I am using Ubuntu Server 14.04 LTS. How can I tell whether it has a graphical user interface installed?
/usr/share/xsessions/ directory to see if there are any X sessions available on your Ubuntu:
$ ls /usr/share/xsessions/ openbox.desktop
which says I've got "openbox" on my machine, it can be "Unity", "Gnome" or anything else for you. If you get nothing, so nothing has been installed.
You can run something like this on that file to see if its binary really exist on your machine and it's not a leftover file:
file $(grep -Po "(?<=^Exec=).*" /usr/share/xsessions/openbox.desktop)
grep -Po "(?<=^Exec=).*returns something similar to:
filewill check if that really exist.
you can also use the package manager to search for installed packages. Try looking for the main window managers, or the actual X server package
To see if any KDE packages are installed (
kde-baseapps is the meta packages for the absolute minimum for a KDE install, I have
kde-full which is a meta to install everything interesting, if kde-baseapps-bin isn't installed, then you don't have KDE at any level), use
dpkg -l kde*
apt-cache search unity shows
unity8 is the main shell there, it doesnt show up when I run
dpkg -l unity* as I don't have it installed.
apt-cache search gnome shows
gnome is the main shell there.
dpkg -l gnome* shows I don't have that either.
For a more basic setup, you might want to try looking for the package that provides the X server directly:
dpkg -l xorg or
dpkg -l xserver-xorg or
dpkg -l xserver* generally (I have
/usr/bin/X exists, then you have an X server available, and can run gui apps, locally. There are some very small windows managers (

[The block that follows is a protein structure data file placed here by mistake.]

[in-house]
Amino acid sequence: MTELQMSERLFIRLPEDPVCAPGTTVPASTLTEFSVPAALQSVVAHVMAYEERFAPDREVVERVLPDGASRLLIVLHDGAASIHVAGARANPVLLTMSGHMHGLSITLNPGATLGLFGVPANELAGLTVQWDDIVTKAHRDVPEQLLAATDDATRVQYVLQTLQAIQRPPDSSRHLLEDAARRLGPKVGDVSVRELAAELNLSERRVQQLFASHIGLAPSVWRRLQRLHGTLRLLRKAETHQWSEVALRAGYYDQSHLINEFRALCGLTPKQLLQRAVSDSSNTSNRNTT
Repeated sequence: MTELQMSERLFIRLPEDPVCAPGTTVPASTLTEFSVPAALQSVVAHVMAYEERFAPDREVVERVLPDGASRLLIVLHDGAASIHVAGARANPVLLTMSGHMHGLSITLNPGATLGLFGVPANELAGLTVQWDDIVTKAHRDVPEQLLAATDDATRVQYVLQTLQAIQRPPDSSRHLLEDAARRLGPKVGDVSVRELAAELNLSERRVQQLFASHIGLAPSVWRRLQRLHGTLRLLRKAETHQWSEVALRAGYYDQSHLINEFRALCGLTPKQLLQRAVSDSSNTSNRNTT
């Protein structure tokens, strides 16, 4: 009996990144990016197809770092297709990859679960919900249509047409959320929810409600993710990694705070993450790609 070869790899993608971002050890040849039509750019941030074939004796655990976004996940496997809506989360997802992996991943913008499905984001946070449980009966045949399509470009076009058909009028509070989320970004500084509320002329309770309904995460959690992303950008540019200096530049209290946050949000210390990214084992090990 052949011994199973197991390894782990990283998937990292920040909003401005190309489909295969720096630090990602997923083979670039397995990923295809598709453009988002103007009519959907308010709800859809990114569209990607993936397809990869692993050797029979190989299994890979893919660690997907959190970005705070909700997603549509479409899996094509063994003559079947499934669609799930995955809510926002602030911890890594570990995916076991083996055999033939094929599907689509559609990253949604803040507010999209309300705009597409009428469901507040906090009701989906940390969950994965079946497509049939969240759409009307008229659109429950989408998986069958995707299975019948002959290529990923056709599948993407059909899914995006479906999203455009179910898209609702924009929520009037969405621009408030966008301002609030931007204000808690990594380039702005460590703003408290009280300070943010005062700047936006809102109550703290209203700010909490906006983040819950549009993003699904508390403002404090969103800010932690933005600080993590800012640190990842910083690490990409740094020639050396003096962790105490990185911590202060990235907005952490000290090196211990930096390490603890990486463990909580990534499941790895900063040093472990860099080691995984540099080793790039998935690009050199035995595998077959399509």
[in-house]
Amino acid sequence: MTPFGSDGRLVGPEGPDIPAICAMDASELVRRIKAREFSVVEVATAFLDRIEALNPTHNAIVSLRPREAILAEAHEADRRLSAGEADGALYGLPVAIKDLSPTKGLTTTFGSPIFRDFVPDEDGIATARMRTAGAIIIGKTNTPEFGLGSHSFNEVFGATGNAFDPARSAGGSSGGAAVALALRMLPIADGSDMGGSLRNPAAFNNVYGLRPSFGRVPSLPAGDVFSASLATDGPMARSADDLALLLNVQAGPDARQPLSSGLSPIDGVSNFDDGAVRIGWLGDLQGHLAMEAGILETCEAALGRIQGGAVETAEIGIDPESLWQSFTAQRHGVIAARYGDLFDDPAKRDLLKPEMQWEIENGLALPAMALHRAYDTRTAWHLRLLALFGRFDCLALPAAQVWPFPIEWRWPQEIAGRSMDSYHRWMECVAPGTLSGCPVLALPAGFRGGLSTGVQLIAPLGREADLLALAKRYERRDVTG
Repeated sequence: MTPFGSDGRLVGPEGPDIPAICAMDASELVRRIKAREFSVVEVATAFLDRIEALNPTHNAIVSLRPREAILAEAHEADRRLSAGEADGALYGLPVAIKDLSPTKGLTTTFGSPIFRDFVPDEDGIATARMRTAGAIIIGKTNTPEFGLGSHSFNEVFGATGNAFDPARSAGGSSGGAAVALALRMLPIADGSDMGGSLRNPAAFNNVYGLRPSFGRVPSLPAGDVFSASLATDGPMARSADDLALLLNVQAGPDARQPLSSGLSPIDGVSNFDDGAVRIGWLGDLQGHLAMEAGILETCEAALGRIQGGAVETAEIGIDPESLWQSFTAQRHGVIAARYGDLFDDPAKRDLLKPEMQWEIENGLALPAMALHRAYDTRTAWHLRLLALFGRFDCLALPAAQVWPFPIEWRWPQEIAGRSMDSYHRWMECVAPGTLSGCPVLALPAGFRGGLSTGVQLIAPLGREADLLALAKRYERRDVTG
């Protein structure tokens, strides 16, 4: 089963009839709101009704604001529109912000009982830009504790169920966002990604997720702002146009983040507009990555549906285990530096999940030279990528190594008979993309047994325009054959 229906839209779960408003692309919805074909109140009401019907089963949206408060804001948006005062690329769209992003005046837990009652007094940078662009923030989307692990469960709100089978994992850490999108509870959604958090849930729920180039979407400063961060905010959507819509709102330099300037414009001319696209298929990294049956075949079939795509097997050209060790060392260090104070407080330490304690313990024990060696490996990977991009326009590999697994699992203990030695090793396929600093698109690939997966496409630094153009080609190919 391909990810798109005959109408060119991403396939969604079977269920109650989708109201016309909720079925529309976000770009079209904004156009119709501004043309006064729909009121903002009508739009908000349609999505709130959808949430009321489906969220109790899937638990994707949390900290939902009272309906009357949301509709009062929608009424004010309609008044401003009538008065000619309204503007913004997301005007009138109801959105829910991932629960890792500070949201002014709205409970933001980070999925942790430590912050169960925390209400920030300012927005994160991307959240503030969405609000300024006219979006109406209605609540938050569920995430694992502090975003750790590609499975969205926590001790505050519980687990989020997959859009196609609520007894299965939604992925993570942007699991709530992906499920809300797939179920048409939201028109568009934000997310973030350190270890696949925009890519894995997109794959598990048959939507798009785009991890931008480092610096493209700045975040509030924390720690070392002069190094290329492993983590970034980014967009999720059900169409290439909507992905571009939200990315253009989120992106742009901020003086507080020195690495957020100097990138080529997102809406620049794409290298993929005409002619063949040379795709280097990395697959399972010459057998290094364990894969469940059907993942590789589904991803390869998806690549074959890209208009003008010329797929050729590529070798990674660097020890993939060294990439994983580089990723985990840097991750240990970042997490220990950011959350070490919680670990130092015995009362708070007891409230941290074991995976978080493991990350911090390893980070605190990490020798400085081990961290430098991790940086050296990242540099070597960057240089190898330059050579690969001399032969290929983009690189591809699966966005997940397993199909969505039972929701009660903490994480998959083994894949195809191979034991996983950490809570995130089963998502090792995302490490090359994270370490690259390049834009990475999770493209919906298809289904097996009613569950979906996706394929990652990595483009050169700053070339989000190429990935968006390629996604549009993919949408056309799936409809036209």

tinywm and others) which don't do much, but are handy if you occasionally need gui facilities (If you don't have a window manager then you cannot resize/maximise or minimise and apps running on X and the window will always sit aligned to the top left most corner of the screen).
Mostly you start a gui (if it's not setup as a daemon) on linux, with the
xstartup commands. There are variants
kdeinit was the one I remember for kde, you could search for those (probably in /usr/bin or /usr/sbin or use
However remember you don't need to run X applications locally, you can run X applications over the network, from a remote X terminal (I use cygwin's x-server on Windows for this). For example, I had thunderbird installed on my server farm hosted linux server, without X, simply so I could have it run remotely, to move huge amounts of emails between folders, and only the traffic needed to update the X screen needed leave the server. I've since discovered
mutt, but it can be done.
I would add that whilst most packages containing an X based application will require packages which amount to expecting you to have X and a windows manager installed with it, they're not essential. For example, I support a number of Linux Servers, without any gui, on which I have
qgit installed. It's a graphical tool for reviewing git heirarchy. I can forward my X session to the servers, and run the app on the servers, and it'll display on my desktop. However as discussed you'll not find any of the above stuff installed on the servers (no X, no windows managers). So bear in mind just because you don't have an X server setup on a host, doesn't mean it can't run a gui (it'd just have to be remote).